Supreme Court to decide on Obamacare
PADUCAH, Ky. — On Thursday, the Supreme Court will publish its decision in one of the most-watched court cases in decades, a case that affects virtually all of us.
At issue: whether the Affordable Care Act, or Obamacare as it has become known, is constitutional.
According to a new NBC News-Wall Street Journal poll, many Americans think it's not.
The Supreme Court has a few options: leave the law as is, strike down the individual mandate that requires everyone to have insurance, but leave the rest of the law intact, or strike down the entire law.
What we do know is the high court's decision will have far-reaching implications.
Carol Mathis has 17 prescriptions. The disabled 65-year-old can only laugh about the massive amount of medicine her doctors prescribe. What she can't find so funny is the price tag.
"All of it is very expensive," Mathis said.
Here's the problem: before Obamacare, people like Mathis had to pay 100 percent of their prescriptions after their prescription costs exceeded $2,800 dollars, up to $4,500. That's the so-called "donut hole".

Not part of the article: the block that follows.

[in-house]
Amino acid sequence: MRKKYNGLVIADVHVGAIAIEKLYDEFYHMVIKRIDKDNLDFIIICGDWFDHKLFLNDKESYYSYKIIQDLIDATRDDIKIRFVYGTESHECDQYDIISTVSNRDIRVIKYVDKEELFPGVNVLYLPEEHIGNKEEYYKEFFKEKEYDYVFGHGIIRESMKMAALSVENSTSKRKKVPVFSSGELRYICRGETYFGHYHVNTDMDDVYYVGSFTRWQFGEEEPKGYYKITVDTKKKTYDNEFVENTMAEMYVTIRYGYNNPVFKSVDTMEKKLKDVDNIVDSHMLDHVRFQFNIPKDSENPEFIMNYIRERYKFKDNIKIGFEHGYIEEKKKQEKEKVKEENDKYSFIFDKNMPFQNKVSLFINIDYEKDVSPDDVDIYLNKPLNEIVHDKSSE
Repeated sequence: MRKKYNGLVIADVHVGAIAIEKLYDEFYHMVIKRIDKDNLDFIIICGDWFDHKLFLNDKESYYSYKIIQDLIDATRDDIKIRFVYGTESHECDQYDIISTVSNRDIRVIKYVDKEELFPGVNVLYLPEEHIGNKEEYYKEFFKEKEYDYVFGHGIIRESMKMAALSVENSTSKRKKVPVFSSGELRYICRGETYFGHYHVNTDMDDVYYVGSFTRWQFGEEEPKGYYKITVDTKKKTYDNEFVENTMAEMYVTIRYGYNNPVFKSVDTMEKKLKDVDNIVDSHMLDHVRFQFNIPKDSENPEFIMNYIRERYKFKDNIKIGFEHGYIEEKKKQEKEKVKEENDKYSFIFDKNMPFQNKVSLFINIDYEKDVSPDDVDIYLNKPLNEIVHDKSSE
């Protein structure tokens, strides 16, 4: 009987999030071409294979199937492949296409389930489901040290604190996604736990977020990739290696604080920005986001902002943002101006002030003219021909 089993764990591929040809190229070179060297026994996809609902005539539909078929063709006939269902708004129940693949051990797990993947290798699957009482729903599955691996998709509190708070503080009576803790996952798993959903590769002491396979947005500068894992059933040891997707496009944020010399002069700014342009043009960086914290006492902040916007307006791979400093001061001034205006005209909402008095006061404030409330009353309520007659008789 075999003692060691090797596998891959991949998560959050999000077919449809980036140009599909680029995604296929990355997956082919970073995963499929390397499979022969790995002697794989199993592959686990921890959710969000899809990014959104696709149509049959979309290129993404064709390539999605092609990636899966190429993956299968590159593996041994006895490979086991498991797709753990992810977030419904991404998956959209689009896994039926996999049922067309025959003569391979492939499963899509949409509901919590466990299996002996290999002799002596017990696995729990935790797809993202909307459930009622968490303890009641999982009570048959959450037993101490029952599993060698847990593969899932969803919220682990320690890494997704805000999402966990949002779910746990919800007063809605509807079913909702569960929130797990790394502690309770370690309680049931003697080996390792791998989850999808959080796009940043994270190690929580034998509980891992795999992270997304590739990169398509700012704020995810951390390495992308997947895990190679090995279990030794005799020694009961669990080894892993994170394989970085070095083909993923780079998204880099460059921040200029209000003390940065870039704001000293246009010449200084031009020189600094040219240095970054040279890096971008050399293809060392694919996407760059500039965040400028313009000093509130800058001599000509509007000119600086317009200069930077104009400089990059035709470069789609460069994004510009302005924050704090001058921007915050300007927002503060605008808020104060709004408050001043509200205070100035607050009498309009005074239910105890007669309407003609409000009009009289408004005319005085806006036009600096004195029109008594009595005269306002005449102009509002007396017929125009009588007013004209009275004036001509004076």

Obamacare filled the donut hole, saving Mathis hundreds of dollars. Lose Obamacare and she loses this important benefit.
"I will not be able to afford it," Mathis said.
Even Mathis, who's benefited from Obamacare, admits she's not so sure about it.
"I don't really understand a lot of it and I think 99 percent of the population is the same way," Mathis said
She hopes the Supreme Court does what's best.
"Take out the parts that's will hurt us and leave the parts that won't hurt us," Mathis said.
She admit's she's not sure which is which but hopes they leave the provision that eliminates the donut hole, so she can keep getting the medicine she needs to survive.
"I'm really praying really hard that God guides their hands to do the right thing," Mathis said.
Mathis said other seniors in her circle feel the same way. They don't know how to feel about the law. They're a little fearful because there are a thousand pages and so much to it but they do like the parts that save money.
For the seniors on a fixed income, eliminating the donut hole could be a life saver.